As a power user, you probably already know the basics of backups. Essentially, backing up your important files is extremely important and should be done regularly. It should also be done to a different storage location (NOT THE SAME STORAGE DEVICE). After all, if you are saving your backups on the same storage media as the original files, if that media fails then you have lost your originals and backups all at once. I personally have multiple hard drives that store copies of my data so I always have at least two copies stored in different places. I then make my backups over the network to a central machine once a week. This is all done automatically after the initial setup. It doesn't get any easier.

As a Windows user, I utilize the Task Scheduler tool available through the System Tools menu to set up regular intervals for the backups. Mac users can use iCal and Linux users can use Cron to do the same thing. These tools let you determine when something is done and what is executed. If you use custom backup software like Acronis, then a scheduler is built in to the program. I personally use the Task Scheduler combined with a batch script because of the following reasons:

  1. It's free
  2. I like having the files directly available without having to use a separate app to decompress or reconstruct them
  3. It's easy to set up if you are willing to learn a little about batch scripts.

Below is the basis for the script that I use. Near the bottom you can see the line that reads ":: use below syntax to backup other directories...". The line below that describes the exact syntax and all that you have to change is the stuff within the quotes to specify the source and destination directories. The whole script relies on a Windows function called Xcopy which has been configured to recursively copy files only when the source files are newer than the destination files (which saves a lot of time).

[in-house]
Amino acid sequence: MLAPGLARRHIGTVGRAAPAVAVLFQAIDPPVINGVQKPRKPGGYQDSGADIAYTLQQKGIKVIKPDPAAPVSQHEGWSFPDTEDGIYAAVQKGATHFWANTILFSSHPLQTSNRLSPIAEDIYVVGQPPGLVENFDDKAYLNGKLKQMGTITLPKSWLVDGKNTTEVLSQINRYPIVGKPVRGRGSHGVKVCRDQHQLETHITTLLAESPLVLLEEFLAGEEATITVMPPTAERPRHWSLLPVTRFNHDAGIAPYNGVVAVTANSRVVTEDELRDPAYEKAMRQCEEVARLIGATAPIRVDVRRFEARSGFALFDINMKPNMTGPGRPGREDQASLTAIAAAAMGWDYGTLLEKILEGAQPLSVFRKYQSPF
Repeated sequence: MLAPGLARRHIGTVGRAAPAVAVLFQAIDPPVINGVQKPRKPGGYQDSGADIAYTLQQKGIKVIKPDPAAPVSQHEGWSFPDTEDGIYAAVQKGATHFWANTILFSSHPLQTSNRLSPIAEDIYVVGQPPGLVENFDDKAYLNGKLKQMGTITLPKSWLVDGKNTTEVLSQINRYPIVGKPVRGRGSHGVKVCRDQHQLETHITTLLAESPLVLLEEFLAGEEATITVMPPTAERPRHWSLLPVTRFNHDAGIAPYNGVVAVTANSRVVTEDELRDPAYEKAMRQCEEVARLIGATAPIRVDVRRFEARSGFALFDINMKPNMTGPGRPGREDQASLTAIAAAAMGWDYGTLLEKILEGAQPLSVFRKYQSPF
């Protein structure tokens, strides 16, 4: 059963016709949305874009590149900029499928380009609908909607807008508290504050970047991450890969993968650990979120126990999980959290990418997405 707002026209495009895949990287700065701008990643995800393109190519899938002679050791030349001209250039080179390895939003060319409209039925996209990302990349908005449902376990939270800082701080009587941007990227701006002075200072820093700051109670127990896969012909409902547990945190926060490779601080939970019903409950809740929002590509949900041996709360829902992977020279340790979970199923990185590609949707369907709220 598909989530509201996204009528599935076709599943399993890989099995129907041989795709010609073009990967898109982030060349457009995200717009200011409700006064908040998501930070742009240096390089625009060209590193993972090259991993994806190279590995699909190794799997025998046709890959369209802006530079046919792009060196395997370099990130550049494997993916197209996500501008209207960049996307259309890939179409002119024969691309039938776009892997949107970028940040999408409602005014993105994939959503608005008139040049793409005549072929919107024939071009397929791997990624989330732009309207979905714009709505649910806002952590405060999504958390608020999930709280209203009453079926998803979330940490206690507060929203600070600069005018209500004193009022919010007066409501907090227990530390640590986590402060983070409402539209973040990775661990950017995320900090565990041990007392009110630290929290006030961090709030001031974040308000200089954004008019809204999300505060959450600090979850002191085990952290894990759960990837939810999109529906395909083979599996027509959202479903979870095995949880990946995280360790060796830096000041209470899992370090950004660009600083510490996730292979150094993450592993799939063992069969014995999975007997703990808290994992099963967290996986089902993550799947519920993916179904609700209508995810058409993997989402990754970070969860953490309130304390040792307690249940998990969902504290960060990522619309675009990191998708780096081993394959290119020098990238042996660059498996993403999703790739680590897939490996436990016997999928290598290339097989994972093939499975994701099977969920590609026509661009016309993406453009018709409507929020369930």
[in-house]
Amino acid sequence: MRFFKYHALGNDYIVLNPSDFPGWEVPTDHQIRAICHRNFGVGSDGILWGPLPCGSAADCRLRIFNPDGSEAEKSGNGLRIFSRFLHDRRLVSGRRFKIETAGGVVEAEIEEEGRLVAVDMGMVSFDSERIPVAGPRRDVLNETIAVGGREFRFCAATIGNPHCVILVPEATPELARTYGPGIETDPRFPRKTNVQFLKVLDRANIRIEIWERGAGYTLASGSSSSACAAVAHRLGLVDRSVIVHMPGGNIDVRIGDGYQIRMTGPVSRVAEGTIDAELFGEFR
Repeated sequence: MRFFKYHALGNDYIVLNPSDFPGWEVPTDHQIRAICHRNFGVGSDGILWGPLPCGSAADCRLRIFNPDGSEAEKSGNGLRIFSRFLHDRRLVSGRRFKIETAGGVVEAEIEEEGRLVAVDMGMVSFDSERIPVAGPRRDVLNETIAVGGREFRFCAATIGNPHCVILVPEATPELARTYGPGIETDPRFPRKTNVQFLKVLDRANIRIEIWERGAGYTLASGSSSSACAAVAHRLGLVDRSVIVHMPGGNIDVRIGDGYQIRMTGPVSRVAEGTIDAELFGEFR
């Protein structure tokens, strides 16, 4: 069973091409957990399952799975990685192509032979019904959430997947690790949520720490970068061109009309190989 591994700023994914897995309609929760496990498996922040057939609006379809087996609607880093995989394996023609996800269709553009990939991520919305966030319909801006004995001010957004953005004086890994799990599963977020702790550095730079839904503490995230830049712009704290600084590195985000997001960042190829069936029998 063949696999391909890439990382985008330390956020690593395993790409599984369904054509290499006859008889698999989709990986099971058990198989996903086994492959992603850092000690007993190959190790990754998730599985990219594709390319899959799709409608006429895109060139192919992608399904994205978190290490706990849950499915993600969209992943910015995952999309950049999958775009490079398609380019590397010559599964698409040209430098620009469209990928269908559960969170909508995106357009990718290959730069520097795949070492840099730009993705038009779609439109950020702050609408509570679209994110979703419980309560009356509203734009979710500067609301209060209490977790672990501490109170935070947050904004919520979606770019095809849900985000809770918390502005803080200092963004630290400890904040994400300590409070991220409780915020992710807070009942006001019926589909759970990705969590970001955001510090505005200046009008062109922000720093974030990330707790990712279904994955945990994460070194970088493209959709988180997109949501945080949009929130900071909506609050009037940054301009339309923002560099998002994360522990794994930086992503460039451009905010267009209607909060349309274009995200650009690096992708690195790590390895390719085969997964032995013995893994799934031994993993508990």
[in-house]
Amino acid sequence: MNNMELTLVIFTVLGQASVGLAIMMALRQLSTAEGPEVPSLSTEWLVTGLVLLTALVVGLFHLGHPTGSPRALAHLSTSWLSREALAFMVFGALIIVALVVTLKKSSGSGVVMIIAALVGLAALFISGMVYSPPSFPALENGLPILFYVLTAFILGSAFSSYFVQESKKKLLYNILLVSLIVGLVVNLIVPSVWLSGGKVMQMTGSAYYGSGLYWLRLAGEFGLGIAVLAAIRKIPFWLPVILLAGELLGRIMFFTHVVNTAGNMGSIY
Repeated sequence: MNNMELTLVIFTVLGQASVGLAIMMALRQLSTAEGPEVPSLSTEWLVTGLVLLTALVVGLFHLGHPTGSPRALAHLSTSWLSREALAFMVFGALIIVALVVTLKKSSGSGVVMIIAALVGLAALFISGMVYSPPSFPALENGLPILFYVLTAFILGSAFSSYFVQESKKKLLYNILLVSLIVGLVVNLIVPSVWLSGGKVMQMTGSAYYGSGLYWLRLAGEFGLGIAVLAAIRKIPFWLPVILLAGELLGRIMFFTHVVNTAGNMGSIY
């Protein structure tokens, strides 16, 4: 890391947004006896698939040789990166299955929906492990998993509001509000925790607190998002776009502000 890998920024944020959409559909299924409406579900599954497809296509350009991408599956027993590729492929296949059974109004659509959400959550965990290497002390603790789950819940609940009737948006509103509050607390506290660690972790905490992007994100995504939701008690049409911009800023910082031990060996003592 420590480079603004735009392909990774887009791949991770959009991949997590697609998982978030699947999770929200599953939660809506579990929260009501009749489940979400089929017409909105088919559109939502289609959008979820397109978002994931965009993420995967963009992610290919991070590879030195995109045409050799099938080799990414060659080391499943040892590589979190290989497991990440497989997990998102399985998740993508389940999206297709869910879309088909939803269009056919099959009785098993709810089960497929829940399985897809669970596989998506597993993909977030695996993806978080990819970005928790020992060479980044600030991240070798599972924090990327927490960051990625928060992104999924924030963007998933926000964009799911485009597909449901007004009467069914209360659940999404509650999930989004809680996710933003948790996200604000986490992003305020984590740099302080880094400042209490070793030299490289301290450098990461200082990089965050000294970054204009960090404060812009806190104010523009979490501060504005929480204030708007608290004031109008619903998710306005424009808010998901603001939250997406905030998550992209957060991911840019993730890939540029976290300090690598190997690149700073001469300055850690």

If you are interested, you should copy the code below and modify it to do what you need it to. Once you have the file written up, just save it with a .bat extension so that Windows will know to execute the contents of the file. Then create a scheduled task that executes the script once a week, or once a day, or whenever you want. After that, the process is completely automatic as long as your computer is on. If you map a central drive on your network then you can backup files across the network as if the destination was just another hard drive on your machine. Super powerful and easy.

@echo off
::script originally developed by K. Rudio
:: variables are created for the backup drives and the command to execute
set drive1=E:\
set drive2=H:\
set backupcmd=xcopy /s /c /d /e /h /i /r /y

echo ### Backing up the whole C drive to E...
%backupcmd% "C:\" "%drive1%"

echo ### Backing up C:\MyDocs to drive H...
%backupcmd% "C:\MyDocs" "%drive2%\Apache2"

echo ### Backing up Program Files to drive H...
%backupcmd% "C:\Program Files" "%drive2%\C Backup\Program Files"

echo ### Deleting a log file on C for cleanup...
del c:\path\to\file.log

echo ### Backing up the Registry...
if not exist "%drive2%\Registry" mkdir "%drive2%\Registry"
if exist "%drive2%\Registry\regbackup.reg" del "%drive2%\Registry\regbackup.reg"
regedit /e "%drive2%\Registry\regbackup.reg"

:: use below syntax to backup other directories...
:: %backupcmd% "...source directory..." "%drive%\...destination dir..."

:: delete these following lines if you don’t want the DOS window to stay open after backup
echo Backup Complete!